HONOLULU (AP) -- When a pallet full of bottled water ran out at a Honolulu warehouse store Tuesday, shoppers loading up on supplies ahead of a hurricane and tropical storm barreling toward Hawaii hovered around until a worker refilled it. Then, it quickly emptied again.
"Days like today, in a situation like this, we just throw open the doors and hold on for the ride," said Scott Ankrom, assistant general manager of the Costco. The busy store near downtown has had to continually restock water and sold as much of it on Monday as it sold all last week, he said. People also stocked up on paper towels, toilet paper, baby supplies and rice.
Two big storms so close together is rare in the central Pacific, and Hurricane Iselle could make landfall by Thursday and Tropical Storm Julio could hit three days later, officials said.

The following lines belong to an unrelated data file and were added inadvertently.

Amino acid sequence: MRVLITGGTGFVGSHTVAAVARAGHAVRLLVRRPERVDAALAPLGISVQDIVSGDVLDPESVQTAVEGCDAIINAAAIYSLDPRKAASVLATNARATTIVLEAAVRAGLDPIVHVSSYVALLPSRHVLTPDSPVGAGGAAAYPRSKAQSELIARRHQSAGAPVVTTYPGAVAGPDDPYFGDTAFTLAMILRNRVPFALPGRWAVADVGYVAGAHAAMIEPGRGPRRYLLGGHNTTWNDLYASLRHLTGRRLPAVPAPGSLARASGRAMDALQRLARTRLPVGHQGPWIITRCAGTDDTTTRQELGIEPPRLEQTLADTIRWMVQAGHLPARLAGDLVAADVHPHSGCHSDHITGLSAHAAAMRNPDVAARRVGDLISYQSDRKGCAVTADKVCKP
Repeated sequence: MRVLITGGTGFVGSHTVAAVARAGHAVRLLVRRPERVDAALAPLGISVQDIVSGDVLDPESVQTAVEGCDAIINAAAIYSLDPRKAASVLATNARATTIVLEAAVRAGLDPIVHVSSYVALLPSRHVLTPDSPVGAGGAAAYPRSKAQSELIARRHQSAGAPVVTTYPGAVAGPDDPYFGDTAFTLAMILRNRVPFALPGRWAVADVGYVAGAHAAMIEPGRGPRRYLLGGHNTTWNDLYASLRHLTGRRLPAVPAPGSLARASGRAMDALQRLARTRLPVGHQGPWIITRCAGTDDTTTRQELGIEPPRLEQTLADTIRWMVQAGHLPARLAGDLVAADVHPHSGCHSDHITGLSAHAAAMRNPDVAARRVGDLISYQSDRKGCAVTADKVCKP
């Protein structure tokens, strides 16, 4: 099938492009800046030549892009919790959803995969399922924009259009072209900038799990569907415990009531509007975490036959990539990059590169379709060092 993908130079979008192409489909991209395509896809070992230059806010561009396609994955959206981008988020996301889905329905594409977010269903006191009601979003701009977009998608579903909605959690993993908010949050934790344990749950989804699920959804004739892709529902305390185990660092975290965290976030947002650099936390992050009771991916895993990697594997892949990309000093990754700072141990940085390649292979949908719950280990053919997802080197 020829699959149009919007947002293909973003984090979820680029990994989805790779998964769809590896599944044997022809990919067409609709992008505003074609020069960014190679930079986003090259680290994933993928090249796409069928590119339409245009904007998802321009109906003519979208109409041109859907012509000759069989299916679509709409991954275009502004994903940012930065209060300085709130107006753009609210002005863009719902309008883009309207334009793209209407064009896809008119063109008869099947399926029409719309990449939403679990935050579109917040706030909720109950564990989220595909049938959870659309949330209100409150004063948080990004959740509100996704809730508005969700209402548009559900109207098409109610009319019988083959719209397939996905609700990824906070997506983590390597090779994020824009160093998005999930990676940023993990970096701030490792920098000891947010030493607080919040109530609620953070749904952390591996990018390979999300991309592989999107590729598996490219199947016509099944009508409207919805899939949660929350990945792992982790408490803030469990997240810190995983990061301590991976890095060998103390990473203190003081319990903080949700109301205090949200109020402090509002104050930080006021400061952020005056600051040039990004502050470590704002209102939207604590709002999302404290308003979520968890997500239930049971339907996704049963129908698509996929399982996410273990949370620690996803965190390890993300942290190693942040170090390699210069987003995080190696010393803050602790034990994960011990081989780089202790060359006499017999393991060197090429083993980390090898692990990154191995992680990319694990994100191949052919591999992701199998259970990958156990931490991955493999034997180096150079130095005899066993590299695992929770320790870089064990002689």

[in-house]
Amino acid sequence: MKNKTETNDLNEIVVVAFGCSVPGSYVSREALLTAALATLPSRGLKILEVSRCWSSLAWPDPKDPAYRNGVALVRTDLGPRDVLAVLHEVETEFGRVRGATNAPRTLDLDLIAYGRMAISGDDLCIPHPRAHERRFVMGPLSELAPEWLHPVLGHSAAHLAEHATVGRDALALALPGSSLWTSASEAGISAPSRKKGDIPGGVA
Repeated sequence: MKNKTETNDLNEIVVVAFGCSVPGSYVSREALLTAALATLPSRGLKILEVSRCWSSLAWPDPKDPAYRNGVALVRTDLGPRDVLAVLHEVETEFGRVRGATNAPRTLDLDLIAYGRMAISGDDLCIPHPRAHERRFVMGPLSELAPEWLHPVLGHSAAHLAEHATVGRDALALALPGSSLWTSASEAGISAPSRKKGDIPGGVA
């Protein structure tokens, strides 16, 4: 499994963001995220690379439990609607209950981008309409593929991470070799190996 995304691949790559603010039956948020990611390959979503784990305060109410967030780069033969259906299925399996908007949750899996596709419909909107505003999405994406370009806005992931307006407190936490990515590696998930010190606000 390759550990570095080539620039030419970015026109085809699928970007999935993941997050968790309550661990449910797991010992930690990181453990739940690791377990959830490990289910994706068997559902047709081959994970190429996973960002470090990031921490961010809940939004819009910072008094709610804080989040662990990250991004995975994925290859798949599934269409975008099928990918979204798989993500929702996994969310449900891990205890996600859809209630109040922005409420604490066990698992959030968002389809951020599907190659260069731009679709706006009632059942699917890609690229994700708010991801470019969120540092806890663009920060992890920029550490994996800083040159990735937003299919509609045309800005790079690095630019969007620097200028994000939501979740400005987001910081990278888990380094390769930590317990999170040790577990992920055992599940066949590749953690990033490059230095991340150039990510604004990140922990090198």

It's unclear how damaging the storms could be, but people throughout the islands weren't taking any chances. "Two storms in a row? It's like, hello," Judy Castillo of Oahu said, pushing a cart with two cases of water and other items from a drug store to her car.
A hurricane last hit Hawaii in 1992, and before that, in 1982.
"The central Pacific doesn't see nearly the activity that the Atlantic sees," said James Franklin, chief of hurricane specialists for the National Hurricane Center in Miami.
In preparation, some people in Hawaii are making sure to vote early in the primary elections, which are Saturday. It includes several marquee races including primaries for U.S. Senate, governor and a U.S. House seat covering urban Honolulu.
Honolulu Mayor Kirk Caldwell plans to return two days early from a trip to Japan.
Associated Press Writers Doug Esser in Seattle and Oskar Garcia in Honolulu contributed to this report.